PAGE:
Vague Recollections of Specific Places: Louise Crandell
with a micro-interview by Elaine Sexton
Elaine Sexton: One immediate aspect of your work is the insistent climate, somewhere between cloudy and tense, the subjects being not quite discernible. The composition of these paintings, landscapes and other ‘scapes, on the edge-of-clarity, ask the viewer to focus more intently, or to let go, the way one might read a challenging poem. Would you say a few words about this focus, about painting subjects to be not quite discernible?
Louise Crandell: Memory is a tricky thing. That said, I rely on mine a great deal. Simon Schama observes in his book, Landscape and Memory, “I think the most intensely felt landscapes are the ones we walk through as a child. The dreamlike version is a place of effortless, bucolic sweetness. The nightmare version is a slightly scary, sinister, dense place.”
I was born in the foothills of the Rocky Mountains, moved to the Montana/Canadian border, on to upstate New York, to the Atlantic coast, to the glorious shores of Lake Michigan, driving through the mountains in northern Italy in winter with that particular light coming through the mists rising from the damp earth, in New Zealand seeing the Milky Way more clearly than I ever had before, in Iceland and Maine seeing the Aurora Borealis like a cathedral in the sky – wondrous and fleeting, (like my time here, on earth, too), these vague recollections of specific places, with their particular resonances, sounds, light and smells.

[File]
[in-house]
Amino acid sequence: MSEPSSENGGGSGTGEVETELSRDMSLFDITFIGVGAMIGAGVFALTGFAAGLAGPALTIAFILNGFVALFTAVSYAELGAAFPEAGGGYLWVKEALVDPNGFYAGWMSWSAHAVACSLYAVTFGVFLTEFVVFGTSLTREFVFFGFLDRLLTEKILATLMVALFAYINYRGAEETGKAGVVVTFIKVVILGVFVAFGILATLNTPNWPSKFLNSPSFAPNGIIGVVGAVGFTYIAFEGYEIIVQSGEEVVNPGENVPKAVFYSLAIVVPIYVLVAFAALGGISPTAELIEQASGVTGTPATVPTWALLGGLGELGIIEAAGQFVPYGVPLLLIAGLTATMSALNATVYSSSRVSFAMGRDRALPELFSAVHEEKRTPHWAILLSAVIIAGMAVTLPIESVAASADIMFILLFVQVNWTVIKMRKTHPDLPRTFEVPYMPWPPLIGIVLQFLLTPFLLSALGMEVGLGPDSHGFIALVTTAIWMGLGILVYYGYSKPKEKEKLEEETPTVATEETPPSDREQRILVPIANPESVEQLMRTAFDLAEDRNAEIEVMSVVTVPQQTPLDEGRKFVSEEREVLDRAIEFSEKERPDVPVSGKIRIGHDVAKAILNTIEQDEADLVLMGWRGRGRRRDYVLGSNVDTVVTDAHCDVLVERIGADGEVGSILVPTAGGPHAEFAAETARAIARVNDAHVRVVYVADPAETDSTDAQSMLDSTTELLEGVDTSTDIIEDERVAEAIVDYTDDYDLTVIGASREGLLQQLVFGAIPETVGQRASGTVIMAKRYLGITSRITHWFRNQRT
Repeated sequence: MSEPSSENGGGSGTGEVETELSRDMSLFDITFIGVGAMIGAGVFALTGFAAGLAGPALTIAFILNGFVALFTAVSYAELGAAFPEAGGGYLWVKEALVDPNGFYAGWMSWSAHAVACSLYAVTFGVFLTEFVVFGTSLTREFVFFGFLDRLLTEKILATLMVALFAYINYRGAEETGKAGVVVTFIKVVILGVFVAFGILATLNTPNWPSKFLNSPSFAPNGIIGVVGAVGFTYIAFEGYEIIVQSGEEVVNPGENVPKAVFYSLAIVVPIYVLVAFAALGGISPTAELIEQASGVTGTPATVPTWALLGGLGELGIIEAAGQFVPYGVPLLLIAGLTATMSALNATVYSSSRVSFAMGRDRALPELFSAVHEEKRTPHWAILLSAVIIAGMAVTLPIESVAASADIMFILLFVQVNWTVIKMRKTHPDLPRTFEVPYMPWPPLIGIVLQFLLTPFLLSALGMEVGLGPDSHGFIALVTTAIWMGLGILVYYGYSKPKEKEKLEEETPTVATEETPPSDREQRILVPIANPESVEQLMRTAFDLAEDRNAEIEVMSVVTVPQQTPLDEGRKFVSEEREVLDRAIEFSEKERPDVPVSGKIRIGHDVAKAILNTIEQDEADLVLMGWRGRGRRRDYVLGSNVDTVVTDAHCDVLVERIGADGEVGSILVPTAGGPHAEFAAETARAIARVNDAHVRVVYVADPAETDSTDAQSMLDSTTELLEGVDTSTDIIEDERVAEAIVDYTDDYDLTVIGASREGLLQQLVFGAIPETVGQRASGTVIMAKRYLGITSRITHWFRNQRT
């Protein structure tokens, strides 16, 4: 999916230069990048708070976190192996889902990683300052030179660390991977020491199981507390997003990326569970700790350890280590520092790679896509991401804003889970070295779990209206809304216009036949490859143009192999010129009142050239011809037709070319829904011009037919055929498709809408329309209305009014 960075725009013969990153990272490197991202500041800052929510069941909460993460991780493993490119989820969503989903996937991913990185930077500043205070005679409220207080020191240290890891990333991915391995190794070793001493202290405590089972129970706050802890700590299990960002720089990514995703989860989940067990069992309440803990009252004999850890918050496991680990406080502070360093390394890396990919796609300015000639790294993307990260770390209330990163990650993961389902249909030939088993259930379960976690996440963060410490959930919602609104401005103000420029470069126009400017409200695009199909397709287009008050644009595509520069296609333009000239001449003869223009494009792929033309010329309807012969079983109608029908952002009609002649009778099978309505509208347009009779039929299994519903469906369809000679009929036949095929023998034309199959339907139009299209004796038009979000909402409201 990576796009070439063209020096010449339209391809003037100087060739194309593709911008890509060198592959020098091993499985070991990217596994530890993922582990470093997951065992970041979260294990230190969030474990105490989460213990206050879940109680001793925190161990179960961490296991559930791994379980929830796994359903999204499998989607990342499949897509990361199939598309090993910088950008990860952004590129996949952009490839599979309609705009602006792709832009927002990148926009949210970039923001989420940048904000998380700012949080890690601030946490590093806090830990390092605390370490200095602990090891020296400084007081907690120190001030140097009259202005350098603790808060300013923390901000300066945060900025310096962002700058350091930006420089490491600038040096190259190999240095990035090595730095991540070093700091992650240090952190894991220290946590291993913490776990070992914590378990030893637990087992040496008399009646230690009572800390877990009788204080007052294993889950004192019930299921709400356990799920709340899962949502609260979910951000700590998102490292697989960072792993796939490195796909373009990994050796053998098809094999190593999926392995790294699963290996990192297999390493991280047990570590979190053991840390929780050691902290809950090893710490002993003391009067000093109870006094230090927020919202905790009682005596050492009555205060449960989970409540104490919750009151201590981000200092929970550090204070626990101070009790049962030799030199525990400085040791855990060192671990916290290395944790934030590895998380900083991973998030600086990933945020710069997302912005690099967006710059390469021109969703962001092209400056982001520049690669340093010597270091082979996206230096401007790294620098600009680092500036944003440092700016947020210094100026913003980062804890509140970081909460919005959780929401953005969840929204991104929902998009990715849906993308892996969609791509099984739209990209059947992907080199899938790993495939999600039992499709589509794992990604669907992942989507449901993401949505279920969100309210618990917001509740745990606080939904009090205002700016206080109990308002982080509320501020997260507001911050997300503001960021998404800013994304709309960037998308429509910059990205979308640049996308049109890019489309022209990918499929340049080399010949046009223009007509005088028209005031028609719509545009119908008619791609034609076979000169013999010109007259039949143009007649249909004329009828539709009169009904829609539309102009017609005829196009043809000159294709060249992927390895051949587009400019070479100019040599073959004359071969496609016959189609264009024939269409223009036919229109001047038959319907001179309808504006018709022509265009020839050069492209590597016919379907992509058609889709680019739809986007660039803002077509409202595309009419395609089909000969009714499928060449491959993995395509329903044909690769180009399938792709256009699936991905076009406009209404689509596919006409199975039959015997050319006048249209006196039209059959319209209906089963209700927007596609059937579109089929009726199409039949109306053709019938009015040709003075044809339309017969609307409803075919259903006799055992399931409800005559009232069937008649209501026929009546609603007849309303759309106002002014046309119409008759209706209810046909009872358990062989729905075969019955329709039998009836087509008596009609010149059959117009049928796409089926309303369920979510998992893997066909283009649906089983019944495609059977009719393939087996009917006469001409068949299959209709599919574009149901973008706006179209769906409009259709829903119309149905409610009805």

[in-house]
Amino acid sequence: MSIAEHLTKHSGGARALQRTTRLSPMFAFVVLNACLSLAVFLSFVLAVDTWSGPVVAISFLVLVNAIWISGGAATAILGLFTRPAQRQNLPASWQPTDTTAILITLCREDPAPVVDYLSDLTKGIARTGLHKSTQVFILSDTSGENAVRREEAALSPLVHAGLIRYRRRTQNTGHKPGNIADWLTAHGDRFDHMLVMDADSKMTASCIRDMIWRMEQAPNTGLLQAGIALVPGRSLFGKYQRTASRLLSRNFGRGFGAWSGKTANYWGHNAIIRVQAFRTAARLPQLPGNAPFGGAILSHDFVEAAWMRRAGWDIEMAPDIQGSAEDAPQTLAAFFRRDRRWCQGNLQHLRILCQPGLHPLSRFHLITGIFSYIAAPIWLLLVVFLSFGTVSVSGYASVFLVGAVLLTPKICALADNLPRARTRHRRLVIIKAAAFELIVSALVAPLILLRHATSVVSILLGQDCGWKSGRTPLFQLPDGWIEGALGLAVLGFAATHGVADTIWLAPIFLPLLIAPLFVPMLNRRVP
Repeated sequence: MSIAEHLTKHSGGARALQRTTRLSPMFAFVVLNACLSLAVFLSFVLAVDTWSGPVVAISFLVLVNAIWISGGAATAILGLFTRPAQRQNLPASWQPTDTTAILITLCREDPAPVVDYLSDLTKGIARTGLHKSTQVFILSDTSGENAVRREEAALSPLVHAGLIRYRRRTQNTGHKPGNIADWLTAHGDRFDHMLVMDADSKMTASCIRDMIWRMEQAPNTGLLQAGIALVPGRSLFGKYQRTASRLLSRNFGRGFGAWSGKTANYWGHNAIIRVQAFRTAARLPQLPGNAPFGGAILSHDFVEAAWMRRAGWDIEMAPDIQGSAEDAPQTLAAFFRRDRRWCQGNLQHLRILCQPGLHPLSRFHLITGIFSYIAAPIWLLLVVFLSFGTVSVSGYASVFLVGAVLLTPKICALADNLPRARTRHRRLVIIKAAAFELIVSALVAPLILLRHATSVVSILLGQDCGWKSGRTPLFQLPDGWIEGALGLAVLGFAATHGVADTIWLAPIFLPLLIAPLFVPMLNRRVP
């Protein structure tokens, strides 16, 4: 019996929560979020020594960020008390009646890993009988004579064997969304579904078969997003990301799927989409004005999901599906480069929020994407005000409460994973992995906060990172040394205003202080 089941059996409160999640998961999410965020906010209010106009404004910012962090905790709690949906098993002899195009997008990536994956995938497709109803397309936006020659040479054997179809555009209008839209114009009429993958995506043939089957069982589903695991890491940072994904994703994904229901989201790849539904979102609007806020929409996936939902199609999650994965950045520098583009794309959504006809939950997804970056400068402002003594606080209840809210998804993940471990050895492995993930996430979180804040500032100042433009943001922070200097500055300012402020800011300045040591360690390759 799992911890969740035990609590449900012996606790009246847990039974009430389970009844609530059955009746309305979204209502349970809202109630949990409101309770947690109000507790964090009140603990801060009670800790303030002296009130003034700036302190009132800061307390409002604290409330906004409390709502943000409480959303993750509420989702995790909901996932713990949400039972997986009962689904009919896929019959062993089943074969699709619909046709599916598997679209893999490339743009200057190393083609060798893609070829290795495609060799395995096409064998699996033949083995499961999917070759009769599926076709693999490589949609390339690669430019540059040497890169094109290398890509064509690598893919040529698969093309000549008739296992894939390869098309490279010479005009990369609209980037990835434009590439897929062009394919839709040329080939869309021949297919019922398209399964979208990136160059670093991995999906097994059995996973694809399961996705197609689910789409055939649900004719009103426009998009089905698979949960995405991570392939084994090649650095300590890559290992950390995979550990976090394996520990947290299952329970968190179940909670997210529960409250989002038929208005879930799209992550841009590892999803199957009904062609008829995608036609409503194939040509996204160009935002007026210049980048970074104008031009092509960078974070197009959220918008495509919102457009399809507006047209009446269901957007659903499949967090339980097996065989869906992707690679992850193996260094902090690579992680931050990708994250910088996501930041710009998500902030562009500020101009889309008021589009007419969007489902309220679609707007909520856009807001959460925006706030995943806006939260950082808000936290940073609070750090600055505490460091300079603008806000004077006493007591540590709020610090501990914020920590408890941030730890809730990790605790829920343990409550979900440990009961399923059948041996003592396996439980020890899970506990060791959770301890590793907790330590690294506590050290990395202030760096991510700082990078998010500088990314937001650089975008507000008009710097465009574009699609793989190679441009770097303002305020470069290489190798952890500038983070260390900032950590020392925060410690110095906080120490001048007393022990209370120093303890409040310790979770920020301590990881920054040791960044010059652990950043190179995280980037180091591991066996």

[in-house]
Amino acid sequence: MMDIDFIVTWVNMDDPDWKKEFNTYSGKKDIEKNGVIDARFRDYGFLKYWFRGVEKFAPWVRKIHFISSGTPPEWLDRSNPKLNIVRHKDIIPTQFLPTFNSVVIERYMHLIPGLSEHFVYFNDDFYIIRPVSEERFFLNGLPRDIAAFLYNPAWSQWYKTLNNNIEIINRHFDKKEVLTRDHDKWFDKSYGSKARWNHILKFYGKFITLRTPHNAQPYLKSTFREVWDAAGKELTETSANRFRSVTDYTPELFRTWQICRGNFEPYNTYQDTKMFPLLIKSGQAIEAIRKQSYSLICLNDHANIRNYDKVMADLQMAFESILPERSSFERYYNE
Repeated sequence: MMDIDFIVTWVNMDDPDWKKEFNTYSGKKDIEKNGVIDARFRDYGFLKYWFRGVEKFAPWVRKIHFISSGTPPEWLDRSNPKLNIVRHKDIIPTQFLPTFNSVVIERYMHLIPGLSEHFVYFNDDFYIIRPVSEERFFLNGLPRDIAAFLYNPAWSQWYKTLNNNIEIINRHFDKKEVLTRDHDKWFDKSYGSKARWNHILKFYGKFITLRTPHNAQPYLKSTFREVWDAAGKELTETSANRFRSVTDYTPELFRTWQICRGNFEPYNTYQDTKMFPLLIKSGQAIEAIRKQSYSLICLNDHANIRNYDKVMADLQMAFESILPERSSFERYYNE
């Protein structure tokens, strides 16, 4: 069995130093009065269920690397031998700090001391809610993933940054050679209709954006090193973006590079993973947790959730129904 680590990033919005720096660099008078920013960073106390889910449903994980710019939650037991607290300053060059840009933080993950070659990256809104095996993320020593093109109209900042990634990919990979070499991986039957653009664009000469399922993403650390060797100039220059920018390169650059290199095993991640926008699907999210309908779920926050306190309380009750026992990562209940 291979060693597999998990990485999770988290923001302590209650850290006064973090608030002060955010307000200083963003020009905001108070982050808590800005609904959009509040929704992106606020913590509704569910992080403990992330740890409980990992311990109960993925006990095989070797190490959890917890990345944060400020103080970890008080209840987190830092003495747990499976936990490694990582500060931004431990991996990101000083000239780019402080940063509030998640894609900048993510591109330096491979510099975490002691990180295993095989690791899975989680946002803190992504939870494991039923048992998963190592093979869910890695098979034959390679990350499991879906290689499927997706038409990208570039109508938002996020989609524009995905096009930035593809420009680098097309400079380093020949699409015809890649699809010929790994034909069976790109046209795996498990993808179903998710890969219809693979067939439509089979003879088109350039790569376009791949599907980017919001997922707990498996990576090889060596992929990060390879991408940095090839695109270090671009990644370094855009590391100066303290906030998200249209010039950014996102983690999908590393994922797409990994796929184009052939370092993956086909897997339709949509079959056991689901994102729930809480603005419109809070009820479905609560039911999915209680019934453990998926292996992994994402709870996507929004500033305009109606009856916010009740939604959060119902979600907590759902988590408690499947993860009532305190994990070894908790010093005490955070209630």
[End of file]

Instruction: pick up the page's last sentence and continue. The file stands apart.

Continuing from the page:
When I travel I visit graveyards, I think they tell a lot about a place and grave stones tell stories about a person and family. My memories, dreams and subconscious have served me well. Reining them into paintings, places of contemplation – fragile, sublime, ambiguous, other worldly abstractions are made by layers of oil paint and wax; worlds from memory, melding and moving into each other.
Louse Crandell’s work was part of a recent group exhibition at the VSOP Projects in Greenport, New York, (Oct, 2019), where she was the featured artist in a solo exhibition in late 2018. She is also represented by Cheryl Hazan in New York, where her work will be part of a group exhibition opening Nov. 1, 2019. Her work has been show by bllaq in Philadelphia, and Studio 11, East Hampton, NY. Crandell attended Moore College of Art, School of Visual Arts, the Art Students League and the National Academy of Art and Design. http://www.vsopprojects.com/